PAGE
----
The creation of ephemeral art (also known as pumpkin carving)

The sun shone brightly across the shallow concrete slab that serves as our front porch. The brightness only imparted a mild warmth, just enough to make being outside pleasant in the sixty degree air. Wielding a serrated knife, I surveyed the project at hand. Two forty pound pumpkins had adorned our porch slab for the last month, given us by my uncle who had a bounteous harvest of giant pumpkins. During their sojourn on our porch they had been sat upon, poked, shifted, and photographed. This last being the most frequent occurance as both my daughters felt it was imperative to get a Halloween picture of our mostly-black cat posed nicely in front of (or on top of) the pumpkins. The cat was not thrilled by this project, being much more interested in sitting on the lap of the photographer. Persistence did finally win and the cat and the pumpkins were made to be in the same photograph.

Now it was time for the pumpkins to become something cooler. I ran my hand over the pocked surface, marred by dozens of children discovering that the skin could be pierced without very much effort. The pumpkins had taken up a sideways position, which is common for weighty melons as one side flattens while they grow. I determined a top and a bottom, then began to cut.

When I asked the kids who wanted to carve pumpkins, Kiki and Link declared their indifference. This left the two big pumpkins for the two kids to whom jack-o-lanterns are still very important. I pried the tops open so the kids could peer inside. Rot was beginning to show on the insides, which did not surprise me. One way or another these huge gourds were headed for the compost heap. Much more interesting to arrive there with a face. Lighter too. The kids scooped out pounds of seeds and strings. Complaining about the grossness of the project only briefly before embracing the melon mess. I helped with the scraping, but we did not try to make the insides completely clean, just clear enough for a candle to sit.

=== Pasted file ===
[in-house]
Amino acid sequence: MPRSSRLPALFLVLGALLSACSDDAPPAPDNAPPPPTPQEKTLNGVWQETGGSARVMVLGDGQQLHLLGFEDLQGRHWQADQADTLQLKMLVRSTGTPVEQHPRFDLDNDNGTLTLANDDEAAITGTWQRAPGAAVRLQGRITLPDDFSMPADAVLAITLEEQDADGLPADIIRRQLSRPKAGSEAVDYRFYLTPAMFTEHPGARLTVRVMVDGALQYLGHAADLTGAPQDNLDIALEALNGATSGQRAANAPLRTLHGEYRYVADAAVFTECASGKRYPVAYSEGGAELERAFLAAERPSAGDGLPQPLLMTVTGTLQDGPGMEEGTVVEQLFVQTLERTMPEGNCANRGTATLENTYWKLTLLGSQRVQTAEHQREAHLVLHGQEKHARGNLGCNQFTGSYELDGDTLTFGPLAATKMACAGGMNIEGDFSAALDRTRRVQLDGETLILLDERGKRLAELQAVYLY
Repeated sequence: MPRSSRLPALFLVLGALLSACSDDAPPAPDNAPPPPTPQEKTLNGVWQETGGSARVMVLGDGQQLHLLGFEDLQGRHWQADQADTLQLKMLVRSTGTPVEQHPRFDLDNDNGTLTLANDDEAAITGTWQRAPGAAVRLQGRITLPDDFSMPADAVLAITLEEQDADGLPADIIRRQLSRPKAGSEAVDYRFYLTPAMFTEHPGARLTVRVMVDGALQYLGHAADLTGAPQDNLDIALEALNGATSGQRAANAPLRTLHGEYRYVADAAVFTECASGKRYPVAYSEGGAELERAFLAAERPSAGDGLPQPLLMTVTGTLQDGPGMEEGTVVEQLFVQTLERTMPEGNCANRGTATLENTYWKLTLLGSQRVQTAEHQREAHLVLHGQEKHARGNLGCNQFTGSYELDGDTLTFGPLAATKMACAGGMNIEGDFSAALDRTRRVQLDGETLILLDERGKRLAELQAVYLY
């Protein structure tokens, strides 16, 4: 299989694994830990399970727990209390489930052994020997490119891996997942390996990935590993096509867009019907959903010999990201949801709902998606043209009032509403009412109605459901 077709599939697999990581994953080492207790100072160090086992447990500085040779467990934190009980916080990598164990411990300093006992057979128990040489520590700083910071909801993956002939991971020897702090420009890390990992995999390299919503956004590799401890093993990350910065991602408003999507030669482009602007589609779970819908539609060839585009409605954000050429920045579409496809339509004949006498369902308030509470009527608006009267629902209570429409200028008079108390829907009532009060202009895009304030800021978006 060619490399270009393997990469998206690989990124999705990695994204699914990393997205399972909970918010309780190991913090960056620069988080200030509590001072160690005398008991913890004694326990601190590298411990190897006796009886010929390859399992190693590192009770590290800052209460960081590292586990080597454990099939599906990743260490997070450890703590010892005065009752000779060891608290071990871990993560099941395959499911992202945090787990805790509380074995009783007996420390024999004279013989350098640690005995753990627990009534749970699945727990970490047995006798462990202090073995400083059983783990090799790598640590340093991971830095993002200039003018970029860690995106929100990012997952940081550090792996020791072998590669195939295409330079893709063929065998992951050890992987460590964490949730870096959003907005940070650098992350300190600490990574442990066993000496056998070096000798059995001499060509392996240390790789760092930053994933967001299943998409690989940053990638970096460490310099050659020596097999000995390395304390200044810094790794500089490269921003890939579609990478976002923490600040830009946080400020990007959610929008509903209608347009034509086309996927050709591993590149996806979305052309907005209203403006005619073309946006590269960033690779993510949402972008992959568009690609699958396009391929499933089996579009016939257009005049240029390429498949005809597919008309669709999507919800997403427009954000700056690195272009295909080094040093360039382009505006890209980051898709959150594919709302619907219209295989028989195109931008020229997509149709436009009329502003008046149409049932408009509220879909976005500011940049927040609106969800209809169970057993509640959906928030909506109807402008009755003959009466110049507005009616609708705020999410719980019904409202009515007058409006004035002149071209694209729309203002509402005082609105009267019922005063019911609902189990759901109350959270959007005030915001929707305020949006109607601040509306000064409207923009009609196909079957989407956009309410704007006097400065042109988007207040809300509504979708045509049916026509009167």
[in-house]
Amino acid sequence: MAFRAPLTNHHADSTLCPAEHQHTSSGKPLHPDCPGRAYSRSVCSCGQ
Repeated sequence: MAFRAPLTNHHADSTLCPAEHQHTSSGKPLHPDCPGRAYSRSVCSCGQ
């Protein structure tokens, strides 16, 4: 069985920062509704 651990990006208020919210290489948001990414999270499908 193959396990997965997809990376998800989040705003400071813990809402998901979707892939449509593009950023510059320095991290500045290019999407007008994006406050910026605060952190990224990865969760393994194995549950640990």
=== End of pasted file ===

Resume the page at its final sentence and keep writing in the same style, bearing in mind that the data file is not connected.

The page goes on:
I picked up the spoons and carried them inside to trade for the kid-safe pumpkin carving tools, leaving the kids designing faces on paper. Once the designs were transferred, the kids began cutting. I seated myself on the stairs, ready to help when they got tired. They didn’t. Patch carefully cut out the pieces of a classic scary Jack-o-lantern face. He leaned in close, carefully sawing along the lines we’d drawn. Gleek’s design was more fanciful. She drew a cat contemplating peace (as represented by a thought bubble filled with a peace symbol.)
“Everyone is going to love your design.” Gleek said to Patch.
“Thanks.” Patch said, then leaned over to see her working on carving out an ear. “I think most people will like yours.”
Gleek nodded. “Mine is more complicated. Not everybody will get it.”
Both heads bent back to their work.

I closed my eyes and savored the feel of the day. Our family has had Halloweens hectic and calm, warm and snowy, with pumpkin carving and without. It was nice to be an observer of pumpkin carving rather than the motivating force. There is joy in ephemeral art. The kids can let their pumpkins be whatever they wish, because no matter how it looks today, next week it will be withered and flat. The process matters more than the result, so I sat and savored the process.

The pumpkin carvers wound down to a finish just as gray clouds drifted across the sun. It was not a storm, just a sneaky shift from beautiful afternoon into rainy evening. We timed our efforts perfectly. Tonight we will light candles and enjoy our pair of giant jack-o-lanterns.